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Monday, 8 March 2010

Gulf Arab Banks’ Non-Performing Loan Peak Yet to Come, S&P Says

Gulf Arab banks may see further increases in non-performing loans as defaults by two Saudi Arabian conglomerates and Dubai World’s restructuring tarnish balance sheets, Standard & Poor’s said.

“The cleanup of Gulf banks’ loan portfolios has not yet come to an end,” the ratings company said today in an e-mailed report. The ratio of non-performing loans to total loans climbed to 5.4 percent on Sept. 30 from 2.7 percent at the end of 2008, and “these ratios are set to further deteriorate in the next few quarters,” S&P said.

Banks across the Gulf region have suffered after the multi- billion dollar debt restructuring of two Saudi family holding companies, Ahmad Hamad Algosaibi & Brothers Co. and Saad Group. In the final quarter of last year Dubai World, the emirate-held holding company, announced it would delay payments on $26 billion in debt, putting more pressure on bank balance sheets.

Tabreed Seeks Talks on $663 Million Debt After Loss

 National Central Cooling Co. plans to renegotiate terms on $663 million Islamic bonds after the Abu Dhabi-based company posted its first full-year loss since listing in 2000. The shares plunged to a three-month low.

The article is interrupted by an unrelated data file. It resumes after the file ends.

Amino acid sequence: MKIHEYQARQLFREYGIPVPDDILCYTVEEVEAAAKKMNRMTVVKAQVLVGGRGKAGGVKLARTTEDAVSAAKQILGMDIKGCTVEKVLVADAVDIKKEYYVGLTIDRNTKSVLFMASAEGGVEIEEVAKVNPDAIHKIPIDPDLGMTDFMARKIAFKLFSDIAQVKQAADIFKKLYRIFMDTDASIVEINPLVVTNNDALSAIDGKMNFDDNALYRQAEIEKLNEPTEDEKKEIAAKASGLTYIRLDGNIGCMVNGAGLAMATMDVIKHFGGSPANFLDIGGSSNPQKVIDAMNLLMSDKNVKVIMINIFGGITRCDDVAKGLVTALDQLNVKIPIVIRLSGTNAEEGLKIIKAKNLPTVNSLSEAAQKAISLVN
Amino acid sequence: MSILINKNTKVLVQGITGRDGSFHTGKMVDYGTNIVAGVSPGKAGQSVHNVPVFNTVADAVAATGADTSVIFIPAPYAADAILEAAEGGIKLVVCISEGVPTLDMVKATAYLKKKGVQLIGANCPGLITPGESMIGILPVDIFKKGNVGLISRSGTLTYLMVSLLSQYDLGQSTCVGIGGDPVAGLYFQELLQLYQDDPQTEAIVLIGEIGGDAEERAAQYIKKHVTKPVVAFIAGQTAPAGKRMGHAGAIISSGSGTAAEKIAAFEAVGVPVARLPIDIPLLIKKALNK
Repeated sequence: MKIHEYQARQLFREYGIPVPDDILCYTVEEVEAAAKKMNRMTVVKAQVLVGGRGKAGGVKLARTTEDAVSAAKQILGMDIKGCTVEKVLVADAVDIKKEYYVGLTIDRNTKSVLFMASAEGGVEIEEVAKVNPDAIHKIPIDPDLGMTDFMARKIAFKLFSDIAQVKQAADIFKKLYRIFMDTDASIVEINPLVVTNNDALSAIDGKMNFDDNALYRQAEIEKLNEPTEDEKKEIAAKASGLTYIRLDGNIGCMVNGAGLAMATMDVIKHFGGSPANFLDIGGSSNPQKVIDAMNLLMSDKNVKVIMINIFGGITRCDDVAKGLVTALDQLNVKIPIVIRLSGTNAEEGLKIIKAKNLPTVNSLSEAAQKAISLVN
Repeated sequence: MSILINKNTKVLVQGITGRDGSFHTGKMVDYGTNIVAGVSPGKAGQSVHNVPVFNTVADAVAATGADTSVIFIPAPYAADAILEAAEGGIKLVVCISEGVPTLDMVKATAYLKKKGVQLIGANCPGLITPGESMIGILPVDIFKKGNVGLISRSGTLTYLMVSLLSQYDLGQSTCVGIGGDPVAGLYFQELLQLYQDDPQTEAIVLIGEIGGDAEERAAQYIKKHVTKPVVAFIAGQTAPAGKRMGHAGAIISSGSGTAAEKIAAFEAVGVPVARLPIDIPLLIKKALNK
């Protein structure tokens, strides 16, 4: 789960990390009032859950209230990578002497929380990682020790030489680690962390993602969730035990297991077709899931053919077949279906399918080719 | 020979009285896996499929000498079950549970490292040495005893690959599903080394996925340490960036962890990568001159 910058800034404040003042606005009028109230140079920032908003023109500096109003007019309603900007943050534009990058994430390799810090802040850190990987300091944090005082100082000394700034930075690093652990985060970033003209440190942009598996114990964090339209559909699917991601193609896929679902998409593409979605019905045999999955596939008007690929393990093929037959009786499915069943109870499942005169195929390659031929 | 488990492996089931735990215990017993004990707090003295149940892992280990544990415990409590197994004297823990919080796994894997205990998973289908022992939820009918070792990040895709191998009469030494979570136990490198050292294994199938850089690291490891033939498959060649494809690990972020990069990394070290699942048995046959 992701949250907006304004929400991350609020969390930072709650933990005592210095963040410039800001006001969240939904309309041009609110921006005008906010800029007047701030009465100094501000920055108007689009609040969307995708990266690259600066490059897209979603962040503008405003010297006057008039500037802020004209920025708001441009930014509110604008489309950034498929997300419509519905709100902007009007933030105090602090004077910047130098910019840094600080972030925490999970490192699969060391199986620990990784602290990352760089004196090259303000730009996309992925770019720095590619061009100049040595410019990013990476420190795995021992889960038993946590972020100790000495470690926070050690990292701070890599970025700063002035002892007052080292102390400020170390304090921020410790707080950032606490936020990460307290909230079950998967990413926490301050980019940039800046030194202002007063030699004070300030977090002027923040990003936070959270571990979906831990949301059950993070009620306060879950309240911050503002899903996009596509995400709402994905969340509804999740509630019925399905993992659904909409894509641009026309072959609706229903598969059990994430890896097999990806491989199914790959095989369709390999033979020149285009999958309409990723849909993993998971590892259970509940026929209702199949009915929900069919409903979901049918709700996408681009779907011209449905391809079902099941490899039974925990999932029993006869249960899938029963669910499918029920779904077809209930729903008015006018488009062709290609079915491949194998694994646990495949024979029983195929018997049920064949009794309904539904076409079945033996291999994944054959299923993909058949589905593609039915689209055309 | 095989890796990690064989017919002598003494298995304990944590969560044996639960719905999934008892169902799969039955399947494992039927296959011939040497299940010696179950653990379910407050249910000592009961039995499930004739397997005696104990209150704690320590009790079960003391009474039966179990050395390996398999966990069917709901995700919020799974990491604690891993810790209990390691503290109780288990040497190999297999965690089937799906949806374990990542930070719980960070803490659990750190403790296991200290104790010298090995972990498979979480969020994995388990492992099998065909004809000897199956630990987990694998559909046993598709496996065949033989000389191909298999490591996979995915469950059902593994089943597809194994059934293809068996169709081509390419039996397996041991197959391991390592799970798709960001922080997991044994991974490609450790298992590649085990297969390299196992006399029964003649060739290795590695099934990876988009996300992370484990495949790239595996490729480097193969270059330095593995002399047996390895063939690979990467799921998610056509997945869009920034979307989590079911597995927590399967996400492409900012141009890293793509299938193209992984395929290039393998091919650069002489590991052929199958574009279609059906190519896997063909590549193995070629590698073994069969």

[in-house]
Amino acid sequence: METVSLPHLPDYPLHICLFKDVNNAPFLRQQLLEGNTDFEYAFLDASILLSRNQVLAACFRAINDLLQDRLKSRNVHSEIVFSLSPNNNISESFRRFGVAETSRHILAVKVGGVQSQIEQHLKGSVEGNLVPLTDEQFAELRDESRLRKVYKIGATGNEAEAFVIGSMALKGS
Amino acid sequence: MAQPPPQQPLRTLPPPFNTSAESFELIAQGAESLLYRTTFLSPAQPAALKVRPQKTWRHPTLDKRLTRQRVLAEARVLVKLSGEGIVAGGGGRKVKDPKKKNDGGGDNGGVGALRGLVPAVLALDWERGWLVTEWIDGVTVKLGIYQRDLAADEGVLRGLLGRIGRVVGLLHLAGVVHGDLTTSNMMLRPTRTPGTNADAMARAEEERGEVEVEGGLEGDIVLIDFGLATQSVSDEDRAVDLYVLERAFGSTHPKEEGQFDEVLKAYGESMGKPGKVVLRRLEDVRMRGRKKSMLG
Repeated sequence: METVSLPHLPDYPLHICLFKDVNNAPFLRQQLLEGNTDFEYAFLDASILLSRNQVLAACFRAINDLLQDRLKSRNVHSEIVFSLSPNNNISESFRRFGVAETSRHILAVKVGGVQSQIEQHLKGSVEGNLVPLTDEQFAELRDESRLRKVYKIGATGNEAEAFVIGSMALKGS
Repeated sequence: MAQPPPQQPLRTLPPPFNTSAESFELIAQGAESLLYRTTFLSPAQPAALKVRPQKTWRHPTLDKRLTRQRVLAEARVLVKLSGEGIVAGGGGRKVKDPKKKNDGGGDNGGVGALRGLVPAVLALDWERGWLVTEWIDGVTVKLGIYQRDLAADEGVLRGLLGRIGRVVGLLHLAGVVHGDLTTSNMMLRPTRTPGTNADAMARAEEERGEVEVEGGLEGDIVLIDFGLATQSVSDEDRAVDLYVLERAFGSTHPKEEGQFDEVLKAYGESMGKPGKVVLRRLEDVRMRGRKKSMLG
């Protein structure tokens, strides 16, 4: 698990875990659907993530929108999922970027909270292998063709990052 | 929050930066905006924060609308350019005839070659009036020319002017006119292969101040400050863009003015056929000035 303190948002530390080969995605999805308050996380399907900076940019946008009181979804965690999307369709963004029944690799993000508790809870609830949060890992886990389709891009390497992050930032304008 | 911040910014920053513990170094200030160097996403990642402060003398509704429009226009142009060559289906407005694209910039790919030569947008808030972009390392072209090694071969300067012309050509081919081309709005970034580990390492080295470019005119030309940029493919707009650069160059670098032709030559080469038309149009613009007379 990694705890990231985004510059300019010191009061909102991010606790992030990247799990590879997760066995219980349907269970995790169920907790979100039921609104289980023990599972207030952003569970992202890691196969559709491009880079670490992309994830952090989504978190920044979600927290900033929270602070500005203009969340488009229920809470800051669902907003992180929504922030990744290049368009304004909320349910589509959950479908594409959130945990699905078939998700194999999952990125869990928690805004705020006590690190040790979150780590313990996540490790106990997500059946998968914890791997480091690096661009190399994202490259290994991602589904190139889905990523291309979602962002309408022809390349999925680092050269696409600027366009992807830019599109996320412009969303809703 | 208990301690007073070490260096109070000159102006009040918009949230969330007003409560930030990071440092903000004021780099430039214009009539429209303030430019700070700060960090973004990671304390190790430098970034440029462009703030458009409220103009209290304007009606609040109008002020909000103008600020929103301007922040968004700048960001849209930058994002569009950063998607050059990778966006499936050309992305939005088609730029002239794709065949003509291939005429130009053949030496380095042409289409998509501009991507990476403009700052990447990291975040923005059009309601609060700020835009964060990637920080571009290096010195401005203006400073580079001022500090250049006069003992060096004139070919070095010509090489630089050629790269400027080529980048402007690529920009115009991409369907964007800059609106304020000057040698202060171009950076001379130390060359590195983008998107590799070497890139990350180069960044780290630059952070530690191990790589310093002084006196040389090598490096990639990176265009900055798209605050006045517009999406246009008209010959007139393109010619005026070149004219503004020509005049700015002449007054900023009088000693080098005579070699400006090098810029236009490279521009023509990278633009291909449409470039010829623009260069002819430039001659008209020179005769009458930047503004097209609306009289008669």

The company, known as Tabreed, is seeking shareholders’ approval to change the terms on a $200 million floating note and a 1.7-billion-dirham ($463 million) fixed rate convertible bond, it said in a statement to the Dubai bourse today.Tabreed’s board also approved 1.3 billion dirhams in short-term financing from state-run Mubadala Development Co. The funding “may be converted to long-term capital,” it said.
Tabreed is among Gulf Arab companies seeking debt renegotiations after the global economic crisis dried up financing and brought a property boom to a halt. Dubai World, the state-owned holding company seeking to renegotiate terms on about $26 billion of debt, will ask banks to roll over loans for years when it presents a restructuring proposal to creditors this month, three bankers familiar with the plan said.

Dubai Index Climbs to 3-Week High on Dubai World Rollover Plan

Dubai shares rose to the highest in more than three weeks after bankers said Dubai World will ask lenders to roll over loans when it presents a proposal to creditors this month.

Emaar Properties PJSC, developer of the world’s tallest skyscraper in Dubai, jumped to the highest in almost two months. Emirates NBD PJSC rose to the highest in more than a week. The DFM General Index jumped 1.7 percent to close at 1,649.14 in Dubai, reversing earlier losses of as much as 0.8 percent. Credit default swaps linked to Dubai fell 20 basis points to 487 basis points, according to prices provided by CMA DataVision in London. Nakheel PJSC bond prices rose.

“As long as there’s some sort of compromise that’s available, the news is very good for the market,” said Vyas Jayabhanu, head of Al Dhafra Financial Brokerage LLC in Abu Dhabi. “Investors are looking for some positive input from the Dubai World fiasco because it’s eroded a lot of confidence after all the negative impact it’s had.”